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Bob Price: BC auto dealers face a winding road, even without COVID-19.

Mind if we talk about something other than COVID-19? As we self-isolate and practice physical distancing, many British Columbians might be yearning for something as simple as a relaxing drive into the country on a warm day.

With what would have been the 100th anniversary of the Vancouver International Auto Show postponed until further notice, car buffs from throughout the province had their version of spring fever delayed. That said, the industry buzz for the New Car Dealers Association of BC (NCDABC) hasn’t changed.

“There is no question that the entire industry is going through a massive shift,” says NCDABC president and CEO, Blair Qualey, noting that nearly every vehicle maker is currently restructuring and changing production facilities as part of the dramatic shift to electric vehicles.

The latest data from the BC government suggests the province currently has well over 31,000 light-duty EVs. This makes sense; Qualey points out that per-capita electric vehicle sales in BC are higher than California, just 10 years after the first EVs landed in the province in November 2009. Little wonder that BC has well over 1,700 electric-vehicle charging stations throughout the province, with more added every month.

Many long-held criticisms of EVs are disappearing quickly.

“Battery capability of electric vehicles has gone up dramatically and I think you’re seeing that in many brands and models including lower priced vehicles,” says Qualey.

Amid the gizmos, gadgets and horsepower at the Vancouver auto show, Qualey expects the fast growing popularity of electric rides to dominate many discussions, either next year or at this year’s rescheduled event.

“We always find the conversation becomes very different when somebody actually test drives an electric vehicle,” says Qualey.

With government incentives offering up to $8,000 off an electric vehicle purchase, along with more for a home charging station, the future for EVs is predictable. Qualey notes that while electric rides accounted for 10% of all new vehicle sales in BC last year, that figure is expected to double by 2030 and rise to 100% by 2040 when the provincial government has mandated that all new vehicles be electric.

Qualey says the shift to electric also comes with challenges:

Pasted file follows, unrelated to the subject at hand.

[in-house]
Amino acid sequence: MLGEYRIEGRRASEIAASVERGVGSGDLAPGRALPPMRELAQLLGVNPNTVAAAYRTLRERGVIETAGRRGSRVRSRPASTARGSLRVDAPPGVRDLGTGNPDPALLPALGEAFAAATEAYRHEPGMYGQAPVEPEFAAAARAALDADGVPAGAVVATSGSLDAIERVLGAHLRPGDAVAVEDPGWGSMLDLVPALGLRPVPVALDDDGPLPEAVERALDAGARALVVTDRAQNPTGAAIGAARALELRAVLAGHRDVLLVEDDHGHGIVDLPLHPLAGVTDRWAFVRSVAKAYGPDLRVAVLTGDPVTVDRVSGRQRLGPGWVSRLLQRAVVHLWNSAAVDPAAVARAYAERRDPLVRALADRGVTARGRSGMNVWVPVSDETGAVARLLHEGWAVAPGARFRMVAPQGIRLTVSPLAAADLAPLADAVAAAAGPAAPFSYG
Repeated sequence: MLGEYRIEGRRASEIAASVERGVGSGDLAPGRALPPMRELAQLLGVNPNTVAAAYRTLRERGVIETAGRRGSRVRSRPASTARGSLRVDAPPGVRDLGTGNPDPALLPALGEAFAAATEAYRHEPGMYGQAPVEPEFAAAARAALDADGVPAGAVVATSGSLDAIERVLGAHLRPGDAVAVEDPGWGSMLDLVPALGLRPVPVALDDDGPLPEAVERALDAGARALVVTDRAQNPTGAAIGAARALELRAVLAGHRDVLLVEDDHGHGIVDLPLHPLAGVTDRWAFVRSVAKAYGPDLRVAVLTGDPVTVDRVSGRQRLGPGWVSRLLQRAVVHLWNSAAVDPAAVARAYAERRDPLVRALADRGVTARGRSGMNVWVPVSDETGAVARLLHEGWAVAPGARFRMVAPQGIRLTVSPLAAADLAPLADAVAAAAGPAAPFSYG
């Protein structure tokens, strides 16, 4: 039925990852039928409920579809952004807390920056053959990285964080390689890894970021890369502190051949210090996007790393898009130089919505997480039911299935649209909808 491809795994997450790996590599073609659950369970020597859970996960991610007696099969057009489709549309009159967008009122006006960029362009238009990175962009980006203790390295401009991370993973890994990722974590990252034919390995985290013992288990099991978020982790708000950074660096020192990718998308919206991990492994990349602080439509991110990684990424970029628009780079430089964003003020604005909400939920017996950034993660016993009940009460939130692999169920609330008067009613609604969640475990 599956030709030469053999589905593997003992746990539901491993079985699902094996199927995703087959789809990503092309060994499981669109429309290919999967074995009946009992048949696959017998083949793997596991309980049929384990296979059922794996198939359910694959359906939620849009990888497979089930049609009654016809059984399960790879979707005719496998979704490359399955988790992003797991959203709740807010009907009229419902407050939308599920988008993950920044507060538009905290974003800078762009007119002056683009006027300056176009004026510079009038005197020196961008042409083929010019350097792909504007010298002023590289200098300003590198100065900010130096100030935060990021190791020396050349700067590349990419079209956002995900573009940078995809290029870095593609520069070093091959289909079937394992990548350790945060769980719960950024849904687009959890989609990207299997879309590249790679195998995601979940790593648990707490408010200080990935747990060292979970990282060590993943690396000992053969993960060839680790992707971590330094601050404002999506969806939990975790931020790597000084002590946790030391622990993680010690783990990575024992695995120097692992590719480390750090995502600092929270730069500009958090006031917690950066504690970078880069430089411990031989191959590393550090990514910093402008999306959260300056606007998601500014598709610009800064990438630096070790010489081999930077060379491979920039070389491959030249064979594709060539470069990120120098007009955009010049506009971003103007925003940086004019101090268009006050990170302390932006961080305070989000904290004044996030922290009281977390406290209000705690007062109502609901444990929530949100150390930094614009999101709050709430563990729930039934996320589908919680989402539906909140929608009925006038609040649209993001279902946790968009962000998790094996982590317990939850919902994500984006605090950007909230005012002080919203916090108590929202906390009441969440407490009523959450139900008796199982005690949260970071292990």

“From an industry standpoint, building a vehicle is a complex and sophisticated process involving research and highly expensive production facilities.”

As the new vehicle buying experience transforms with new product lines and inventions, new vehicle dealerships have a wide economic impact. Referring to a recent NCDABC study, Qualey says his sector normally generates over $16 billion in annual economic activity, and is responsible for more than 30,000 direct and indirect jobs across the province. The study also found that jobs generated by dealerships is equivalent to those created by building 10,000 to 11,000 new homes.

Like most retail-based industries, new vehicle sales rise and fall depending on economic conditions. For Blair Qualey, that means it never gets boring:

“It remains an incredibly exciting time despite all the ups and downs.”

Whenever it happens – see you at the auto show.

As always, I welcome your comments and criticism on Twitter @kammornanchor and email bob@theorca.ca.

Bob Price is a veteran B.C. broadcaster who anchored the morning news on CHNL radio in Kamloops for the past 30 years. Bob is also a past Webster Award winner whose previous stops included Vancouver and Calgary. 

SWIM ON:

  • Last week, Bob Price sat down with Jim Pattison to talk the COVID-19 recession – and hopefully, eventual recovery.
  • In August 2019, the Business Council of BC’s Jock Finlayson and Denise Mullen noted the world’s energy demands are on the rise, and Canada can help.
  • Last summer, Maclean Kay toasted Site C – not for the reason you may think, but for a very enlightened solution to the question “where can workers grab a beer?”
SWIM ON